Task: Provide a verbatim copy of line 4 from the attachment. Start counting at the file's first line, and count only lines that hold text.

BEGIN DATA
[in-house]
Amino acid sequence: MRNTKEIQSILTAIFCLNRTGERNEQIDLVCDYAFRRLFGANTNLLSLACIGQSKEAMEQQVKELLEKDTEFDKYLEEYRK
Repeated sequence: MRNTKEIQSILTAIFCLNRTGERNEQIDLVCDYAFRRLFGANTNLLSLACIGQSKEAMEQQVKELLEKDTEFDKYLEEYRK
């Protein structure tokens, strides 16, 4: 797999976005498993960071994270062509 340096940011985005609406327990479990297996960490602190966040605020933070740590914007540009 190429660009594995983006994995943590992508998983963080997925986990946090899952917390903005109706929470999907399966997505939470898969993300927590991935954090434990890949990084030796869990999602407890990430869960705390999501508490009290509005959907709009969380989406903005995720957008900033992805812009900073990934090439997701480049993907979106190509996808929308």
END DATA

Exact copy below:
């Protein structure tokens, strides 16, 4: 797999976005498993960071994270062509 340096940011985005609406327990479990297996960490602190966040605020933070740590914007540009 190429660009594995983006994995943590992508998983963080997925986990946090899952917390903005109706929470999907399966997505939470898969993300927590991935954090434990890949990084030796869990999602407890990430869960705390999501508490009290509005959907709009969380989406903005995720957008900033992805812009900073990934090439997701480049993907979106190509996808929308």